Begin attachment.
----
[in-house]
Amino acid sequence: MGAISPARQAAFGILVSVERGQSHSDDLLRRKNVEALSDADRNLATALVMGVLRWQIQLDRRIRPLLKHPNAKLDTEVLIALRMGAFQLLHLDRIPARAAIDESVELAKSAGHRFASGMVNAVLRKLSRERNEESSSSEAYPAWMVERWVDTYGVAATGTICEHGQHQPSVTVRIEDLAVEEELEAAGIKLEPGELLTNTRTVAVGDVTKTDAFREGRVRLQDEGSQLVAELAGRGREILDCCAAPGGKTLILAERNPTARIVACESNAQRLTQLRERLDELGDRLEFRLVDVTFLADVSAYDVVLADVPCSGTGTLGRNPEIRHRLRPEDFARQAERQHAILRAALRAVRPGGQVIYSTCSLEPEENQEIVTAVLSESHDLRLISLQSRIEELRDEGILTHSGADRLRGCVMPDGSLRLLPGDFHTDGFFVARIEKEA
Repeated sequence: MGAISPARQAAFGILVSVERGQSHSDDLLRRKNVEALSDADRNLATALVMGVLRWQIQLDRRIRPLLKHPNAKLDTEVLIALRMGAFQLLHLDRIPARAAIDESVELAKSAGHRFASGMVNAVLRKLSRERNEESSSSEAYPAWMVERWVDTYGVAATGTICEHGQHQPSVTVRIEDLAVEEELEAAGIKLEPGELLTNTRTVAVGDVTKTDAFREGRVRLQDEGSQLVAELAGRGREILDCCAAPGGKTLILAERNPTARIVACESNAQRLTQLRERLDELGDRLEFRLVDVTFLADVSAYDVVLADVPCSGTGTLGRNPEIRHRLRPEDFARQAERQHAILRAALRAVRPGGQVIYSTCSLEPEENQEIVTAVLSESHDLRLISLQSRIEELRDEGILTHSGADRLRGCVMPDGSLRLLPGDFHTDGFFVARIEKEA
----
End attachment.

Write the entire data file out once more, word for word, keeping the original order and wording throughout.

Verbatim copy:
[in-house]
Amino acid sequence: MGAISPARQAAFGILVSVERGQSHSDDLLRRKNVEALSDADRNLATALVMGVLRWQIQLDRRIRPLLKHPNAKLDTEVLIALRMGAFQLLHLDRIPARAAIDESVELAKSAGHRFASGMVNAVLRKLSRERNEESSSSEAYPAWMVERWVDTYGVAATGTICEHGQHQPSVTVRIEDLAVEEELEAAGIKLEPGELLTNTRTVAVGDVTKTDAFREGRVRLQDEGSQLVAELAGRGREILDCCAAPGGKTLILAERNPTARIVACESNAQRLTQLRERLDELGDRLEFRLVDVTFLADVSAYDVVLADVPCSGTGTLGRNPEIRHRLRPEDFARQAERQHAILRAALRAVRPGGQVIYSTCSLEPEENQEIVTAVLSESHDLRLISLQSRIEELRDEGILTHSGADRLRGCVMPDGSLRLLPGDFHTDGFFVARIEKEA
Repeated sequence: MGAISPARQAAFGILVSVERGQSHSDDLLRRKNVEALSDADRNLATALVMGVLRWQIQLDRRIRPLLKHPNAKLDTEVLIALRMGAFQLLHLDRIPARAAIDESVELAKSAGHRFASGMVNAVLRKLSRERNEESSSSEAYPAWMVERWVDTYGVAATGTICEHGQHQPSVTVRIEDLAVEEELEAAGIKLEPGELLTNTRTVAVGDVTKTDAFREGRVRLQDEGSQLVAELAGRGREILDCCAAPGGKTLILAERNPTARIVACESNAQRLTQLRERLDELGDRLEFRLVDVTFLADVSAYDVVLADVPCSGTGTLGRNPEIRHRLRPEDFARQAERQHAILRAALRAVRPGGQVIYSTCSLEPEENQEIVTAVLSESHDLRLISLQSRIEELRDEGILTHSGADRLRGCVMPDGSLRLLPGDFHTDGFFVARIEKEA